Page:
By Patrick McDonough
Accepting a helping hand can sometimes be difficult.
For Army veteran James Anderson, accepting help can seem to be a contradiction with a way of life built upon pride, self-sufficiency and service. After nearly 20 years in the service, Anderson said he found himself at a crossroads earlier this year.
Having recently returned from deployment in Iraq on a tour bend the guns of a Bradley Fighting Vehicle, the Army National Guardsman came up short on rent once during the transition back to civilian life.
“I had just been released from J-9 employment transition and wasn’t really sure what I wanted to do and I was trying to be with my kids who I hadn’t seen in over a year,” Anderson said.
Anderson got help to bridge the financial gap and received help through the Veterans Innovation Program offered through the Washington State Department of Veterans Affairs.
Since its inception in 2006, the VIP has helped more than 800 veterans of the Post 9/11 wars with grants to aid their adjustments. However, the Washington state Legislature cut the VIP spending from the budget as the state began to face billions in defecits. Last year, a group of veterans and the state worked to create the Hometown Heroes Raffle as a way to continue funding the life-changing grants to veterans.
Two programs within the VIP are set to assist veterans. The Defender’s Fund, which was used to assist Anderson, is a one time emergency grant of up to $1,000 available to veterans in case of financial hardship with payments made directly to agencies such as utility companies or rental agents.
The Individual Grant Program is the other side of the coin for the VIP. The money is used for tuition payments, to supplement income for on the job training or apprenticeship programs or other services such as child care or transportation assistance.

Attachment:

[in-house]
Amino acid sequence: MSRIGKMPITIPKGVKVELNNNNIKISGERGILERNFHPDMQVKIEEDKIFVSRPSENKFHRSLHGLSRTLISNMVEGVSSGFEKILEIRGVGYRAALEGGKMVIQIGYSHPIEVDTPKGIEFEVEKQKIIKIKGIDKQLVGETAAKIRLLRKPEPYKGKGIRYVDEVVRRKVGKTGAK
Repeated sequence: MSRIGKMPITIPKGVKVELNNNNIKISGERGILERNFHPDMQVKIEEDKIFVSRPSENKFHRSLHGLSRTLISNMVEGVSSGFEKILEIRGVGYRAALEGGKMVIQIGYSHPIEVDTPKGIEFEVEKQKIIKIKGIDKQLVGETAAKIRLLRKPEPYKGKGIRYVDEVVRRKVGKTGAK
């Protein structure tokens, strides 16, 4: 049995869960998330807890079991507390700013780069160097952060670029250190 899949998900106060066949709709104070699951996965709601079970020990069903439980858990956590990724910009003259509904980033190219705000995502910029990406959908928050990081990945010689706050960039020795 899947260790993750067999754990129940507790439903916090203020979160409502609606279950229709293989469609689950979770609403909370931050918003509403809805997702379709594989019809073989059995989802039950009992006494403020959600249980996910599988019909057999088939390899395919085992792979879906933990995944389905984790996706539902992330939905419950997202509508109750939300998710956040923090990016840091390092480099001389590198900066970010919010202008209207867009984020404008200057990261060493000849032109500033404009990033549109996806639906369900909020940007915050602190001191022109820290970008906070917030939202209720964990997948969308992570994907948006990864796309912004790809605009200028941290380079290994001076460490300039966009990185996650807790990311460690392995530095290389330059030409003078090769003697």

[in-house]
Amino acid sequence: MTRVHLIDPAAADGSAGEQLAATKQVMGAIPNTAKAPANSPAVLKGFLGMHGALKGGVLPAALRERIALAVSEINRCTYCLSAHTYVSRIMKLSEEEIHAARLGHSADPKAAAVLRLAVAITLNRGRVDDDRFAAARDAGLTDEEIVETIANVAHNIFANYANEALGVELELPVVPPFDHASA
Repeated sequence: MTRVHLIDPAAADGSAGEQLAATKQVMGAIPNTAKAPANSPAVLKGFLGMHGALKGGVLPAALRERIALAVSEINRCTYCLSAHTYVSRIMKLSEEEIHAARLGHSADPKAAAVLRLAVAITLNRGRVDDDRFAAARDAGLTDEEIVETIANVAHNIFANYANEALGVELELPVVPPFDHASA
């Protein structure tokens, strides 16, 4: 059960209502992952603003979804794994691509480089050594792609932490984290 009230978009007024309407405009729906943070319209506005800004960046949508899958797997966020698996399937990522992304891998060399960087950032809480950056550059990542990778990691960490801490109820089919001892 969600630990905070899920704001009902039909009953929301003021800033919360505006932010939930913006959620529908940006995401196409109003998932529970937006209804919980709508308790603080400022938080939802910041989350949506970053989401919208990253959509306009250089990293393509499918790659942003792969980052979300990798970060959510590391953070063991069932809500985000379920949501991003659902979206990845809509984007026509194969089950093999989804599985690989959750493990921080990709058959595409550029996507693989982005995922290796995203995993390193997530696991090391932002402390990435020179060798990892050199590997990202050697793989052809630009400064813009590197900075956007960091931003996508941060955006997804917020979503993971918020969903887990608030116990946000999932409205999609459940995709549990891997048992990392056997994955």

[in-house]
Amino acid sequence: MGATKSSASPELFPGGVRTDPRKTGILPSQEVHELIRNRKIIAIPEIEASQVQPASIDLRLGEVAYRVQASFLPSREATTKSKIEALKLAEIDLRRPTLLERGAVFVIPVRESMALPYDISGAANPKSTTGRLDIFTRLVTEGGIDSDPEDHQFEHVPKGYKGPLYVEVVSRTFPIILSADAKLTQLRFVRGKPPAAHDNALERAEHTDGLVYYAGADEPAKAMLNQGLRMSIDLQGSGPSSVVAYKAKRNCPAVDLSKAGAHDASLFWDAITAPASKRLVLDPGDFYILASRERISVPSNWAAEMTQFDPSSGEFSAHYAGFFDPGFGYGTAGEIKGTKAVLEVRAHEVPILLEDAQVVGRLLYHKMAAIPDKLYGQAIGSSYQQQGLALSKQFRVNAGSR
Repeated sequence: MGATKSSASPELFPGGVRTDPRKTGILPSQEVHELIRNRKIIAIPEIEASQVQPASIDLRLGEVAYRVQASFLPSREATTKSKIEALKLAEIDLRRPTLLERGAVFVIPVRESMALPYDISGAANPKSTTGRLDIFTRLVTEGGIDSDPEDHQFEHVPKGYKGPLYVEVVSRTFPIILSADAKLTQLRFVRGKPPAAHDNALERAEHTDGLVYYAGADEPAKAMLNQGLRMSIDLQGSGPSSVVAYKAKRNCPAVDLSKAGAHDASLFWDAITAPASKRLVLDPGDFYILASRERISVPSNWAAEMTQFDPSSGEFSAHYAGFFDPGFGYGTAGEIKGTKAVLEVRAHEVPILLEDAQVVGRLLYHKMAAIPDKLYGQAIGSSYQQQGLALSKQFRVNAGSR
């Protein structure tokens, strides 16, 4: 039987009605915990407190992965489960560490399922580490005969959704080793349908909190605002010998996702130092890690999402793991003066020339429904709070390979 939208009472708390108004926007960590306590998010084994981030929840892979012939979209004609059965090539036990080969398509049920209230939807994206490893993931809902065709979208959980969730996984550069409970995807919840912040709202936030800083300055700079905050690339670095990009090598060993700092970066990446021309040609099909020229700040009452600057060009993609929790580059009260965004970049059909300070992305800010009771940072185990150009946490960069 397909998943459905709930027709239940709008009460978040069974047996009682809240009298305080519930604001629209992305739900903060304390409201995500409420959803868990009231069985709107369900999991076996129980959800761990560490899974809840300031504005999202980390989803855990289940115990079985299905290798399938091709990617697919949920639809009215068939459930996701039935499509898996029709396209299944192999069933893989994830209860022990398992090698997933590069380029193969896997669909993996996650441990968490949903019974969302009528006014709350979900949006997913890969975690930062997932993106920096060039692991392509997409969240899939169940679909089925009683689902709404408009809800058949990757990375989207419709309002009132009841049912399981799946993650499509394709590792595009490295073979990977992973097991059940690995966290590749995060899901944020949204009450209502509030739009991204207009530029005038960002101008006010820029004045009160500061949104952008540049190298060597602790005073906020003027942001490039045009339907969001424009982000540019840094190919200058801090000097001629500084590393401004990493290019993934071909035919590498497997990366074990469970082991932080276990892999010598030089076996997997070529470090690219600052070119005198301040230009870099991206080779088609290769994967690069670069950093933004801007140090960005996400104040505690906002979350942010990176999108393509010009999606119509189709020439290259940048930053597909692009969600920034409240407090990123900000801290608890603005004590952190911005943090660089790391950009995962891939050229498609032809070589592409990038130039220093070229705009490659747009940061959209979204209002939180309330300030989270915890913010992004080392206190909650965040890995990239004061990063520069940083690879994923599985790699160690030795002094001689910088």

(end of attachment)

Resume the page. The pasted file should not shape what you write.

Anderson said the money received helped him through his transition and has helped move him forward in his life.
“I would have been homeless without the help,” he said. “It takes a lot for me to ask for help, but when it came through, I really appreciated it.”
Anderson is now working and enrolled in a culinary arts program at Olympic College in Bremerton.
He said the money received has made his life better, but the money might not have been available if not for funding made possible through the Washington State Lottery raffle.
Although officials at the Washington State Department of Veterans Affairs said the program was instrumental in making positive changes in the lives of veterans, such as Anderson, the VIP suffered from recent rounds of budget cutbacks and faced extinction.
To save the program, Senate Bill 5806 was introduced in the state legislature to create the lottery raffle “Home Town Heroes” with some percentage of profits going to fund the VIP program.
The bill was sponsored by Washington State Senator Steve Conway who said the idea had come from the Veterans Legislative Coalition as a means of finding a dedicated source of money for the program. The Veterans Legislative Coalition is an independent organization which monitors veteran-related legislation in Washington state and is made up of representatives from veterans organizations such as the American Legion, the Marine Corps League, Veterans of Foreign Wars and other veterans oriented groups in the state.